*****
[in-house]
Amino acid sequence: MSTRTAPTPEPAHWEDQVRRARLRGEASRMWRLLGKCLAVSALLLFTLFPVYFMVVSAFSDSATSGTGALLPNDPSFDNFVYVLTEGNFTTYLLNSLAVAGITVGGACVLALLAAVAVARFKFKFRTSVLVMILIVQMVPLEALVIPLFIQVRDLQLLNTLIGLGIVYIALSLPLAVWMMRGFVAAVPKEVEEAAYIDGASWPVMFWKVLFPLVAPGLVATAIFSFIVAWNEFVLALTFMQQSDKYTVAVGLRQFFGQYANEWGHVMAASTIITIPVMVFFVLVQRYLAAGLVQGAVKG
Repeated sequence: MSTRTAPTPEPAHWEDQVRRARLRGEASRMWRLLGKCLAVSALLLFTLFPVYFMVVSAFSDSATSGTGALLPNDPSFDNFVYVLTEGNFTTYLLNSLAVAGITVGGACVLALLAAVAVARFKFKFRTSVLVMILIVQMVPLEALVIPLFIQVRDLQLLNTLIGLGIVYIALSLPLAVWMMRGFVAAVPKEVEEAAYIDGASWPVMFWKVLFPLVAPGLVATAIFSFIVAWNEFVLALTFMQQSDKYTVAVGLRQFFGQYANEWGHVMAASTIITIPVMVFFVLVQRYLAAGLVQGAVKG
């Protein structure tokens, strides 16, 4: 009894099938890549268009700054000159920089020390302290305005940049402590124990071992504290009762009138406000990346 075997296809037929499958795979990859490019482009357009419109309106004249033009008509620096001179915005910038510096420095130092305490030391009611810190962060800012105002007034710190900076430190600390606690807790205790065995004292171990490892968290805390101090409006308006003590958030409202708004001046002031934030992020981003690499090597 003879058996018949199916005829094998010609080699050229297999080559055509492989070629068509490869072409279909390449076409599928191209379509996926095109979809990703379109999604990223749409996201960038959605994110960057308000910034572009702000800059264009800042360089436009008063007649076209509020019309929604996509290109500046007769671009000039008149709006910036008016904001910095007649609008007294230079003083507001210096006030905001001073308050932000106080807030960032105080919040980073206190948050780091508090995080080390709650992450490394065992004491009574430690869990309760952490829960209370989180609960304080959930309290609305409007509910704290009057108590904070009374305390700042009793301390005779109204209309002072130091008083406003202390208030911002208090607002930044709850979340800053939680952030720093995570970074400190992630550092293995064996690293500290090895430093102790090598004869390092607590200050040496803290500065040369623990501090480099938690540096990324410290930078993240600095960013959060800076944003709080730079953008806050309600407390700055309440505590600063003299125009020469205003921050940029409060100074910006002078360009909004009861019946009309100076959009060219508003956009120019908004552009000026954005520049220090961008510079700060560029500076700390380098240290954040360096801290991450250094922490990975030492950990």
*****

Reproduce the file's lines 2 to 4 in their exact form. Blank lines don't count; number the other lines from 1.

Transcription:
Amino acid sequence: MSTRTAPTPEPAHWEDQVRRARLRGEASRMWRLLGKCLAVSALLLFTLFPVYFMVVSAFSDSATSGTGALLPNDPSFDNFVYVLTEGNFTTYLLNSLAVAGITVGGACVLALLAAVAVARFKFKFRTSVLVMILIVQMVPLEALVIPLFIQVRDLQLLNTLIGLGIVYIALSLPLAVWMMRGFVAAVPKEVEEAAYIDGASWPVMFWKVLFPLVAPGLVATAIFSFIVAWNEFVLALTFMQQSDKYTVAVGLRQFFGQYANEWGHVMAASTIITIPVMVFFVLVQRYLAAGLVQGAVKG
Repeated sequence: MSTRTAPTPEPAHWEDQVRRARLRGEASRMWRLLGKCLAVSALLLFTLFPVYFMVVSAFSDSATSGTGALLPNDPSFDNFVYVLTEGNFTTYLLNSLAVAGITVGGACVLALLAAVAVARFKFKFRTSVLVMILIVQMVPLEALVIPLFIQVRDLQLLNTLIGLGIVYIALSLPLAVWMMRGFVAAVPKEVEEAAYIDGASWPVMFWKVLFPLVAPGLVATAIFSFIVAWNEFVLALTFMQQSDKYTVAVGLRQFFGQYANEWGHVMAASTIITIPVMVFFVLVQRYLAAGLVQGAVKG
């Protein structure tokens, strides 16, 4: 009894099938890549268009700054000159920089020390302290305005940049402590124990071992504290009762009138406000990346 075997296809037929499958795979990859490019482009357009419109309106004249033009008509620096001179915005910038510096420095130092305490030391009611810190962060800012105002007034710190900076430190600390606690807790205790065995004292171990490892968290805390101090409006308006003590958030409202708004001046002031934030992020981003690499090597 003879058996018949199916005829094998010609080699050229297999080559055509492989070629068509490869072409279909390449076409599928191209379509996926095109979809990703379109999604990223749409996201960038959605994110960057308000910034572009702000800059264009800042360089436009008063007649076209509020019309929604996509290109500046007769671009000039008149709006910036008016904001910095007649609008007294230079003083507001210096006030905001001073308050932000106080807030960032105080919040980073206190948050780091508090995080080390709650992450490394065992004491009574430690869990309760952490829960209370989180609960304080959930309290609305409007509910704290009057108590904070009374305390700042009793301390005779109204209309002072130091008083406003202390208030911002208090607002930044709850979340800053939680952030720093995570970074400190992630550092293995064996690293500290090895430093102790090598004869390092607590200050040496803290500065040369623990501090480099938690540096990324410290930078993240600095960013959060800076944003709080730079953008806050309600407390700055309440505590600063003299125009020469205003921050940029409060100074910006002078360009909004009861019946009309100076959009060219508003956009120019908004552009000026954005520049220090961008510079700060560029500076700390380098240290954040360096801290991450250094922490990975030492950990």